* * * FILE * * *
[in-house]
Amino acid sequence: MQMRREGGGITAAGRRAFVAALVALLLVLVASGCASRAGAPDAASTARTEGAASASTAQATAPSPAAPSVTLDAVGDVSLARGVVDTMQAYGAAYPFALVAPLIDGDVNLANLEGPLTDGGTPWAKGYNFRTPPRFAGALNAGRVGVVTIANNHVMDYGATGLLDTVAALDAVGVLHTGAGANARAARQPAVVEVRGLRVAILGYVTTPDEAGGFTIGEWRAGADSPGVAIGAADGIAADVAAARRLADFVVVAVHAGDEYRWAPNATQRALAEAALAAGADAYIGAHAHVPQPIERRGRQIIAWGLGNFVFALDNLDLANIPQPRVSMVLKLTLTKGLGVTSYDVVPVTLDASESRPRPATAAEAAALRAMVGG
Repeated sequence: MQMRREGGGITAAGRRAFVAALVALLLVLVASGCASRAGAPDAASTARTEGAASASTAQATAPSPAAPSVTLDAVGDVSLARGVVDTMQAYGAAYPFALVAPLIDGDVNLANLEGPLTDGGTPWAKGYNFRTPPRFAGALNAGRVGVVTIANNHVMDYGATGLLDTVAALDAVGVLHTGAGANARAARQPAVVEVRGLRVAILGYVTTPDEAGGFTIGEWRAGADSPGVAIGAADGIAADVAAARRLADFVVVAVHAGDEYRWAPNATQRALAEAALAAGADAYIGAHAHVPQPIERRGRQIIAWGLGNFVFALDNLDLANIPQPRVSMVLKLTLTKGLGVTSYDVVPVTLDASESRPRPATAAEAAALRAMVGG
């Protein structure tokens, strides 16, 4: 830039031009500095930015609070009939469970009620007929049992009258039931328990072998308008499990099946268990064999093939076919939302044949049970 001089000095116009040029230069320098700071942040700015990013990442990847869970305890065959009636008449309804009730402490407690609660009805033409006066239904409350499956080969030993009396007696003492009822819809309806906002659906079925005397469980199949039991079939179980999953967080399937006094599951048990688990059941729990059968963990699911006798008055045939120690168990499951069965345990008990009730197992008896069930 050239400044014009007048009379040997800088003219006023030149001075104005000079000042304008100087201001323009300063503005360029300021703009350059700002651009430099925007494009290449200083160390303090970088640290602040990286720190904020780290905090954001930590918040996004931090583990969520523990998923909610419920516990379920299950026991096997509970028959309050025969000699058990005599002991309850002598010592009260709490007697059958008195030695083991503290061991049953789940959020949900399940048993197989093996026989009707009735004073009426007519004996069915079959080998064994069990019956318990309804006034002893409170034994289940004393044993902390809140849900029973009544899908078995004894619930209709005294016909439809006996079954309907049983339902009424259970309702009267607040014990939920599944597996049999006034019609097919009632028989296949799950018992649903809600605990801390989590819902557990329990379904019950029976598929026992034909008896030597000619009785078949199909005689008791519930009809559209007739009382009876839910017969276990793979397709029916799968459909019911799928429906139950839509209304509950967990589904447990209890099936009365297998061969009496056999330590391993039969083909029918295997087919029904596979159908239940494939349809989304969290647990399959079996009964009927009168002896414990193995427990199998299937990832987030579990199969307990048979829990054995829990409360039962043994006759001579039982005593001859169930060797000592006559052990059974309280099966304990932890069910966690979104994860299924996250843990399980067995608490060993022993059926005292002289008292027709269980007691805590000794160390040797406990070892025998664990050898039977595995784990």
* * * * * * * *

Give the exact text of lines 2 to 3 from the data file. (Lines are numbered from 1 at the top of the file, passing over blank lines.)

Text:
Amino acid sequence: MQMRREGGGITAAGRRAFVAALVALLLVLVASGCASRAGAPDAASTARTEGAASASTAQATAPSPAAPSVTLDAVGDVSLARGVVDTMQAYGAAYPFALVAPLIDGDVNLANLEGPLTDGGTPWAKGYNFRTPPRFAGALNAGRVGVVTIANNHVMDYGATGLLDTVAALDAVGVLHTGAGANARAARQPAVVEVRGLRVAILGYVTTPDEAGGFTIGEWRAGADSPGVAIGAADGIAADVAAARRLADFVVVAVHAGDEYRWAPNATQRALAEAALAAGADAYIGAHAHVPQPIERRGRQIIAWGLGNFVFALDNLDLANIPQPRVSMVLKLTLTKGLGVTSYDVVPVTLDASESRPRPATAAEAAALRAMVGG
Repeated sequence: MQMRREGGGITAAGRRAFVAALVALLLVLVASGCASRAGAPDAASTARTEGAASASTAQATAPSPAAPSVTLDAVGDVSLARGVVDTMQAYGAAYPFALVAPLIDGDVNLANLEGPLTDGGTPWAKGYNFRTPPRFAGALNAGRVGVVTIANNHVMDYGATGLLDTVAALDAVGVLHTGAGANARAARQPAVVEVRGLRVAILGYVTTPDEAGGFTIGEWRAGADSPGVAIGAADGIAADVAAARRLADFVVVAVHAGDEYRWAPNATQRALAEAALAAGADAYIGAHAHVPQPIERRGRQIIAWGLGNFVFALDNLDLANIPQPRVSMVLKLTLTKGLGVTSYDVVPVTLDASESRPRPATAAEAAALRAMVGG